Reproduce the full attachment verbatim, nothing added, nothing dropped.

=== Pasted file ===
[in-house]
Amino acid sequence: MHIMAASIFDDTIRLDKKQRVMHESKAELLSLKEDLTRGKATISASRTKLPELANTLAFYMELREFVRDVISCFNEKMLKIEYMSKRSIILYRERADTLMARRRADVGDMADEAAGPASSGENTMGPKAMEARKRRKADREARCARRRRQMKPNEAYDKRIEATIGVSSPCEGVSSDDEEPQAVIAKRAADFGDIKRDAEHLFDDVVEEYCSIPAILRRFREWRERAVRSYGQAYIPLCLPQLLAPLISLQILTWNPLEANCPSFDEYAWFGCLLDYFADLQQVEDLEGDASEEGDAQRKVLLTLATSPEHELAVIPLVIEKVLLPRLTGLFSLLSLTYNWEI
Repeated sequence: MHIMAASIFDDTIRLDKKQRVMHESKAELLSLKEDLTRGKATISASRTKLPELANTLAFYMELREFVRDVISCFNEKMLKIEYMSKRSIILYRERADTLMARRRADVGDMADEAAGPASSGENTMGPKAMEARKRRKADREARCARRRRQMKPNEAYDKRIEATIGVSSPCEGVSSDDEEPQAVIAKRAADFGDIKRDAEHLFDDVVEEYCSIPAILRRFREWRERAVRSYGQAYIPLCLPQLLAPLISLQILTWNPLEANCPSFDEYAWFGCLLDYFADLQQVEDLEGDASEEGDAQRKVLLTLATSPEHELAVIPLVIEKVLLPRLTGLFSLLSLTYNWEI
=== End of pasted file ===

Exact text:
[in-house]
Amino acid sequence: MHIMAASIFDDTIRLDKKQRVMHESKAELLSLKEDLTRGKATISASRTKLPELANTLAFYMELREFVRDVISCFNEKMLKIEYMSKRSIILYRERADTLMARRRADVGDMADEAAGPASSGENTMGPKAMEARKRRKADREARCARRRRQMKPNEAYDKRIEATIGVSSPCEGVSSDDEEPQAVIAKRAADFGDIKRDAEHLFDDVVEEYCSIPAILRRFREWRERAVRSYGQAYIPLCLPQLLAPLISLQILTWNPLEANCPSFDEYAWFGCLLDYFADLQQVEDLEGDASEEGDAQRKVLLTLATSPEHELAVIPLVIEKVLLPRLTGLFSLLSLTYNWEI
Repeated sequence: MHIMAASIFDDTIRLDKKQRVMHESKAELLSLKEDLTRGKATISASRTKLPELANTLAFYMELREFVRDVISCFNEKMLKIEYMSKRSIILYRERADTLMARRRADVGDMADEAAGPASSGENTMGPKAMEARKRRKADREARCARRRRQMKPNEAYDKRIEATIGVSSPCEGVSSDDEEPQAVIAKRAADFGDIKRDAEHLFDDVVEEYCSIPAILRRFREWRERAVRSYGQAYIPLCLPQLLAPLISLQILTWNPLEANCPSFDEYAWFGCLLDYFADLQQVEDLEGDASEEGDAQRKVLLTLATSPEHELAVIPLVIEKVLLPRLTGLFSLLSLTYNWEI